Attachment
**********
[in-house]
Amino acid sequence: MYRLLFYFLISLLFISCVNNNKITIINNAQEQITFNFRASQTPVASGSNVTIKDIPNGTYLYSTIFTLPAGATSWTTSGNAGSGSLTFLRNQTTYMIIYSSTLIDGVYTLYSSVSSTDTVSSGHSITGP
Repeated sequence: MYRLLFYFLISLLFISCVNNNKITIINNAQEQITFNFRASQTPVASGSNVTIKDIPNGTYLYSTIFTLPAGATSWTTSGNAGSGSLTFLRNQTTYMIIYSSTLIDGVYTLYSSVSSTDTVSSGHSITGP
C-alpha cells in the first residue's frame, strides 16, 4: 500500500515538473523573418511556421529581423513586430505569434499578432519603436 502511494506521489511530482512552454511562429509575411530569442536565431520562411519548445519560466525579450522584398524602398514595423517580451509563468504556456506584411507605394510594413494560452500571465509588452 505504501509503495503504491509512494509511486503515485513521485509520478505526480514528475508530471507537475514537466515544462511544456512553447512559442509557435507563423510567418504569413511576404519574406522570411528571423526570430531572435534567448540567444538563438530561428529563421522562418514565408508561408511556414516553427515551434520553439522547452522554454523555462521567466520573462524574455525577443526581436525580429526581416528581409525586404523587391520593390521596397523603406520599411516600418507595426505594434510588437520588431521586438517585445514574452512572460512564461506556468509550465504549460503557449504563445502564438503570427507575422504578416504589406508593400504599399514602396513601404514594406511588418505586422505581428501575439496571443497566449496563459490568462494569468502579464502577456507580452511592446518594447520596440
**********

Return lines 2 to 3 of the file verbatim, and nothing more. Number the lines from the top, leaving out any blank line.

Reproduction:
Amino acid sequence: MYRLLFYFLISLLFISCVNNNKITIINNAQEQITFNFRASQTPVASGSNVTIKDIPNGTYLYSTIFTLPAGATSWTTSGNAGSGSLTFLRNQTTYMIIYSSTLIDGVYTLYSSVSSTDTVSSGHSITGP
Repeated sequence: MYRLLFYFLISLLFISCVNNNKITIINNAQEQITFNFRASQTPVASGSNVTIKDIPNGTYLYSTIFTLPAGATSWTTSGNAGSGSLTFLRNQTTYMIIYSSTLIDGVYTLYSSVSSTDTVSSGHSITGP